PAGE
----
CAMPAIGNING for the 24 November state election is already underway, although just one of the major parties seems to have acknowledged the existence of the Mornington Peninsula.
With the peninsula’s three state seats – Nepean, Mornington and Hastings – solidly held by the Liberals, Labor could be seen as already accepting there will be no change.
The Premier Daniel Andrews and even newly-anointed Prime Minister Scott Morrison have been active in neighbouring marginal Frankston, but neither has seen fit to wander any further south.
Frankston is held for Labor with a slim majority by Paul Edbrooke. He is being opposed for the Liberals by policeman, Mick Lamb.
Greens convener for the peninsula Kelvin Stingel said Paul Saunders will stand in Nepean, David Sinclair in Mornington and Nathan Lesslie in Hastings.
Mr Saunders will oppose Russell Joseph, who is hoping to gain the job of his boss, current long serving Liberal MP Martin Dixon.
The Liberals publicity machine is – as is done by all parties – churning out news releases that differ only in the name of the candidate (or sitting MP).
One of the latest lures to gain votes was aimed fairly and squarely at “local boaties and recreational fishers in (whatever electorate is being lobbied)”.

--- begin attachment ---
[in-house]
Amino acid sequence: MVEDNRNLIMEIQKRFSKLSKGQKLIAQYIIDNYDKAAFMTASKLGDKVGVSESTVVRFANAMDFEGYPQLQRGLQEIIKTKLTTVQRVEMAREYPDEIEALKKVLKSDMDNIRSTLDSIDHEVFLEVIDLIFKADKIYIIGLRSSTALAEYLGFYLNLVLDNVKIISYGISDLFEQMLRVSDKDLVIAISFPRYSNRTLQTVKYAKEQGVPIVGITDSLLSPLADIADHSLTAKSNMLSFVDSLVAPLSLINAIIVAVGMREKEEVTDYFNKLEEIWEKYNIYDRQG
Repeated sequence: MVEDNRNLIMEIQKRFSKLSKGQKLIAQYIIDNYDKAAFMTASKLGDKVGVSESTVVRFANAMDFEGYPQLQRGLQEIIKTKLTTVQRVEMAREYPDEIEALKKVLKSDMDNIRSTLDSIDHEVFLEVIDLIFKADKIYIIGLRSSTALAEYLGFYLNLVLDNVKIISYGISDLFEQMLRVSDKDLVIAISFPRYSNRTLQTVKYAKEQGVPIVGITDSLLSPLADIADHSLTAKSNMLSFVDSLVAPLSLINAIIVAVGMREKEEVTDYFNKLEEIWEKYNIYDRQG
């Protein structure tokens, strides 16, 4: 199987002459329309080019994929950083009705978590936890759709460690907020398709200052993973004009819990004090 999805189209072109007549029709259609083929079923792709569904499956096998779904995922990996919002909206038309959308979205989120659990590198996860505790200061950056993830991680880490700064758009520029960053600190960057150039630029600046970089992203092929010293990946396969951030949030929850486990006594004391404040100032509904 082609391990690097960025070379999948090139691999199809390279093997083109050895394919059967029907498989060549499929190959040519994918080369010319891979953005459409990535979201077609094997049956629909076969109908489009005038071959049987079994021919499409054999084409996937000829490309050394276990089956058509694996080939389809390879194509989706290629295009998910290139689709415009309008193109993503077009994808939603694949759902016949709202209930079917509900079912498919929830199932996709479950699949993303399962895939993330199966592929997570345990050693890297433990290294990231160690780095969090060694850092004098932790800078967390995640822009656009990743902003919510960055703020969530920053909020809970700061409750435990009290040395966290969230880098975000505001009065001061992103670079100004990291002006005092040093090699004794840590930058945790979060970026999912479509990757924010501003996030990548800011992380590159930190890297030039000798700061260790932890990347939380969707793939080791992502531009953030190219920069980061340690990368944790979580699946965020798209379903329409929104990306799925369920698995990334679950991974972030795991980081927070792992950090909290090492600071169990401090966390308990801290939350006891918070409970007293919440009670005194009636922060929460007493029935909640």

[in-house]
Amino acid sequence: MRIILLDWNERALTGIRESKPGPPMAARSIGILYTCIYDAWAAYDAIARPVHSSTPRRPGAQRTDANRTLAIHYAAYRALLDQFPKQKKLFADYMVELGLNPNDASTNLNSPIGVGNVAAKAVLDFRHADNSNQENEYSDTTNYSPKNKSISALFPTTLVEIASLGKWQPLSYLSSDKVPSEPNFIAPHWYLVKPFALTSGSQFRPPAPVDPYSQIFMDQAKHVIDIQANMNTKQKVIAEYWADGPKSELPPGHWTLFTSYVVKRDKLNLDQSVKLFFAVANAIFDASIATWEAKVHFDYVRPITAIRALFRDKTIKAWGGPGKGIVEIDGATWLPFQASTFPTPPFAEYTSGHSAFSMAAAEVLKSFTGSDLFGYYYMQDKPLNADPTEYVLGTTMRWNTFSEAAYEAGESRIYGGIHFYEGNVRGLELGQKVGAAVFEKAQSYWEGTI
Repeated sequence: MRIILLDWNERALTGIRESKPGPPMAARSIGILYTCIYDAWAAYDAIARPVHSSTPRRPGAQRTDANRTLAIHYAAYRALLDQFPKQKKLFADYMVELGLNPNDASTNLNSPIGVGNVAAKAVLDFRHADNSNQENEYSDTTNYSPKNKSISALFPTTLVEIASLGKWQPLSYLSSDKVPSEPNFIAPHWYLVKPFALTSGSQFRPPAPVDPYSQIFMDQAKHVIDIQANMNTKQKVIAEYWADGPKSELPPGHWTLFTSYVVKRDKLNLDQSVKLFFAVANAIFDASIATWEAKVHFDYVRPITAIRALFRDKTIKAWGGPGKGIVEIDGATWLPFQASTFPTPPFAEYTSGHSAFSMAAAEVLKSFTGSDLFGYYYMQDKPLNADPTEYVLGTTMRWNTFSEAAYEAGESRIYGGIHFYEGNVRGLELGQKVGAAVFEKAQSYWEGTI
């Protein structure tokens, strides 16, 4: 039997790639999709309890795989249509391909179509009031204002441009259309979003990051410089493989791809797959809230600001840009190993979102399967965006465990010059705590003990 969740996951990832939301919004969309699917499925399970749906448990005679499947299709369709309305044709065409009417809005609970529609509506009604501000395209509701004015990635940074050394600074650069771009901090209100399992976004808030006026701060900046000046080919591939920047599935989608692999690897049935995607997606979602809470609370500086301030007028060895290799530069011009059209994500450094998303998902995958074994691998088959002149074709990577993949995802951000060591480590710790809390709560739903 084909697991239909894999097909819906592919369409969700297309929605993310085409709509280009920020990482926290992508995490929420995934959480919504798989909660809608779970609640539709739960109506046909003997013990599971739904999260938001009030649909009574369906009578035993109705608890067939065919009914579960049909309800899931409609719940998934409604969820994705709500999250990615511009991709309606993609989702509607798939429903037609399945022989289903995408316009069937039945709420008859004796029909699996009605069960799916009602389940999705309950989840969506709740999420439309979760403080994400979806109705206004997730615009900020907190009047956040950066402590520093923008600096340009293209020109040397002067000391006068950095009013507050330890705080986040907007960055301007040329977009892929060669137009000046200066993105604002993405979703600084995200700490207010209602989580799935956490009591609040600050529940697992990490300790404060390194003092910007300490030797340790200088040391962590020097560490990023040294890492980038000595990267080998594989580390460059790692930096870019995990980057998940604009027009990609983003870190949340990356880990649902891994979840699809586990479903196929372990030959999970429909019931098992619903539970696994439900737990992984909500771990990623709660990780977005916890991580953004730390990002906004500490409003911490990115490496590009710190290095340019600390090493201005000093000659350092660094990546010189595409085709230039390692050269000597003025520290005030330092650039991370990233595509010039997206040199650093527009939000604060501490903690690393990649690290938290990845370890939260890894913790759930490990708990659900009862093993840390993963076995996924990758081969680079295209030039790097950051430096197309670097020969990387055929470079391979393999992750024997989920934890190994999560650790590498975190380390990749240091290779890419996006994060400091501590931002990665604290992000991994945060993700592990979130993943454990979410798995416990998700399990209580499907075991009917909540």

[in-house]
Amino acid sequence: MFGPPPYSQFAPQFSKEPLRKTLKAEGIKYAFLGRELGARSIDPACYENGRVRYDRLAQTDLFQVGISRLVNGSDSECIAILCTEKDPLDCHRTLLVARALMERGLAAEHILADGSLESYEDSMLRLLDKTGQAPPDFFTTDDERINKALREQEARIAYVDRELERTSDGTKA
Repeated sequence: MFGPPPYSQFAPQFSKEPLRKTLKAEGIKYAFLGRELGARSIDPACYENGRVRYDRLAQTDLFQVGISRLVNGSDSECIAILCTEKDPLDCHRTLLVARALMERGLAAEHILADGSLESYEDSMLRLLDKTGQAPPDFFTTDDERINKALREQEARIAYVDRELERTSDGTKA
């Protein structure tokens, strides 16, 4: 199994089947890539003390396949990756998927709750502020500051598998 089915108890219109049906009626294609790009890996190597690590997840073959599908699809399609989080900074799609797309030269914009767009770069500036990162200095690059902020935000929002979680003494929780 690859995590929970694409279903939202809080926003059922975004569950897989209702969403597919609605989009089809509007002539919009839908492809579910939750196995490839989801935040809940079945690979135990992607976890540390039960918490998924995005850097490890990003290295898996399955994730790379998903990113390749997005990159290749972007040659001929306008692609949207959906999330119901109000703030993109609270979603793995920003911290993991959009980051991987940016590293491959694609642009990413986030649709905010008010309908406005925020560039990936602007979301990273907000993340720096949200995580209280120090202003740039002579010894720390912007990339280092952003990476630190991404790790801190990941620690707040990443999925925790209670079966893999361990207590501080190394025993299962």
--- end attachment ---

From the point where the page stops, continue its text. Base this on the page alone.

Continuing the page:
The news release details plans by a Liberal Nationals government to “create a Blue Infrastructure Fund to provide first-class infrastructure and services for recreational water users like more boat ramps, jetties, navigational lighting as well as onshore facilities such as bigger car parks and cleaning tables”.
The release issued by Mornington MP David Morris differs only to that of his Liberal colleague in Hastings, Neale Burgess, by mentioning Port Phillip and not Western Port.
A near-identical release was put out by Liberal leader Matthew Guy.
The opposition parties say they will spend more of the revenue collected by government from boating users than is spent by the Andrews Labor government.
“The Blue Infrastructure Fund will invest in infrastructure like more boat ramps, jetties, navigational lighting and onshore facilities that improves access, enjoyment and protection to Victoria’s waterways,” the MPs announce in unison.
And their lure seems to have worked already with VRFish, with the self-described “peak body representing Victorian recreational fishers” predicting the Blue Fund would “revolutionise the state’s failing boating infrastructure”.
A statement issued on 11 September under the name of VRFish chairman Rob Loats quotes the same set of figures as the news release issued by the Liberal Party.